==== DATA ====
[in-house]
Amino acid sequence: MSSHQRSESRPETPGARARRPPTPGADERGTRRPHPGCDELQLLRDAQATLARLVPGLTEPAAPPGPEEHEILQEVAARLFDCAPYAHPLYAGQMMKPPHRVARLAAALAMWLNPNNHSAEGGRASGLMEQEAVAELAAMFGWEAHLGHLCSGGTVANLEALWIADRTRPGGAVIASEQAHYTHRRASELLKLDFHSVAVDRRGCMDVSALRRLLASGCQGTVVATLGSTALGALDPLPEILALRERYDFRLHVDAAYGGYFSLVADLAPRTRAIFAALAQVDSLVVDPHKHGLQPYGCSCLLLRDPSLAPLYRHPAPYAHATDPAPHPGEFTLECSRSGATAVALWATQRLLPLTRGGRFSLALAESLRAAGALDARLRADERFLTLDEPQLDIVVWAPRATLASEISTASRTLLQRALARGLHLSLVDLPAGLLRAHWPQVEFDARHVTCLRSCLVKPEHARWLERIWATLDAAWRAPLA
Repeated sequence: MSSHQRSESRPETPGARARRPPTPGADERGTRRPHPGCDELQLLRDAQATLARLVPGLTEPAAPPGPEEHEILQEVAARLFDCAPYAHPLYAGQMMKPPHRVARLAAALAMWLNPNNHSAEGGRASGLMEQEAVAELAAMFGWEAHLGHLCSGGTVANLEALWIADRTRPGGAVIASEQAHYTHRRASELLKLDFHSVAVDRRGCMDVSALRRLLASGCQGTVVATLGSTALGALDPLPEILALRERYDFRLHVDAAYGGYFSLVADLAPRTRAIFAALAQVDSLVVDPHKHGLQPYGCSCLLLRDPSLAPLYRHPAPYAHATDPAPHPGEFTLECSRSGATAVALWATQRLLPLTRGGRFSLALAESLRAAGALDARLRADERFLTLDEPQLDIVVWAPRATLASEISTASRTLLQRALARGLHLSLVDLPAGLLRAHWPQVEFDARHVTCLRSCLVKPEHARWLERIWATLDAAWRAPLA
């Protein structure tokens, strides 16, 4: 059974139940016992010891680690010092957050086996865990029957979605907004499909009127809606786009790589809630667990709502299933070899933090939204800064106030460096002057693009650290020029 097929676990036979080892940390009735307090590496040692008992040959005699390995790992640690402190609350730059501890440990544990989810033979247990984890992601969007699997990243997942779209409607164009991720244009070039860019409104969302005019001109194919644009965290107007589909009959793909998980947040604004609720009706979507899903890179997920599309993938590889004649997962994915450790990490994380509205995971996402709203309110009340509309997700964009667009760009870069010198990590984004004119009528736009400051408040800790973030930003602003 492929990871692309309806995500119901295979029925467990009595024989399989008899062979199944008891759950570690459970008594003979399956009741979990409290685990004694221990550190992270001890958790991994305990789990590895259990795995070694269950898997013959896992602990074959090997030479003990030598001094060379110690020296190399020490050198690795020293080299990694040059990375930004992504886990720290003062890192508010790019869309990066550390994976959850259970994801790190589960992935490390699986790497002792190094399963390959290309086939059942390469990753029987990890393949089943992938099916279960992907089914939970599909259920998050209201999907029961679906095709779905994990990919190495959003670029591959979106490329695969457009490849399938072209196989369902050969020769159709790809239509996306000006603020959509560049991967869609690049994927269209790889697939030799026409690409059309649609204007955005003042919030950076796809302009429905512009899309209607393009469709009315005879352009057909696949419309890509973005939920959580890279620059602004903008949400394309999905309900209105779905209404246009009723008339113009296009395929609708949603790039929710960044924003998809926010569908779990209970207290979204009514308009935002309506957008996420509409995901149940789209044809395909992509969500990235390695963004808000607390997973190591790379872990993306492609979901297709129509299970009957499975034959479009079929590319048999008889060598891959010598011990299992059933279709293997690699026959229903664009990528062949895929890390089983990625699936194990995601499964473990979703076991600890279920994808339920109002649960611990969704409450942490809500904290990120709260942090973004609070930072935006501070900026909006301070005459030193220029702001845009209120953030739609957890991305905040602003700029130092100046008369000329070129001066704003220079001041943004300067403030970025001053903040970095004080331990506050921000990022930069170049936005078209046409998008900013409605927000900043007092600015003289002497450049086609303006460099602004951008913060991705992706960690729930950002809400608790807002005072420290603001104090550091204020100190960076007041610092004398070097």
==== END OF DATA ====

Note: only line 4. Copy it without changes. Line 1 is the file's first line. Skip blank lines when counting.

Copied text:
């Protein structure tokens, strides 16, 4: 059974139940016992010891680690010092957050086996865990029957979605907004499909009127809606786009790589809630667990709502299933070899933090939204800064106030460096002057693009650290020029 097929676990036979080892940390009735307090590496040692008992040959005699390995790992640690402190609350730059501890440990544990989810033979247990984890992601969007699997990243997942779209409607164009991720244009070039860019409104969302005019001109194919644009965290107007589909009959793909998980947040604004609720009706979507899903890179997920599309993938590889004649997962994915450790990490994380509205995971996402709203309110009340509309997700964009667009760009870069010198990590984004004119009528736009400051408040800790973030930003602003 492929990871692309309806995500119901295979029925467990009595024989399989008899062979199944008891759950570690459970008594003979399956009741979990409290685990004694221990550190992270001890958790991994305990789990590895259990795995070694269950898997013959896992602990074959090997030479003990030598001094060379110690020296190399020490050198690795020293080299990694040059990375930004992504886990720290003062890192508010790019869309990066550390994976959850259970994801790190589960992935490390699986790497002792190094399963390959290309086939059942390469990753029987990890393949089943992938099916279960992907089914939970599909259920998050209201999907029961679906095709779905994990990919190495959003670029591959979106490329695969457009490849399938072209196989369902050969020769159709790809239509996306000006603020959509560049991967869609690049994927269209790889697939030799026409690409059309649609204007955005003042919030950076796809302009429905512009899309209607393009469709009315005879352009057909696949419309890509973005939920959580890279620059602004903008949400394309999905309900209105779905209404246009009723008339113009296009395929609708949603790039929710960044924003998809926010569908779990209970207290979204009514308009935002309506957008996420509409995901149940789209044809395909992509969500990235390695963004808000607390997973190591790379872990993306492609979901297709129509299970009957499975034959479009079929590319048999008889060598891959010598011990299992059933279709293997690699026959229903664009990528062949895929890390089983990625699936194990995601499964473990979703076991600890279920994808339920109002649960611990969704409450942490809500904290990120709260942090973004609070930072935006501070900026909006301070005459030193220029702001845009209120953030739609957890991305905040602003700029130092100046008369000329070129001066704003220079001041943004300067403030970025001053903040970095004080331990506050921000990022930069170049936005078209046409998008900013409605927000900043007092600015003289002497450049086609303006460099602004951008913060991705992706960690729930950002809400608790807002005072420290603001104090550091204020100190960076007041610092004398070097």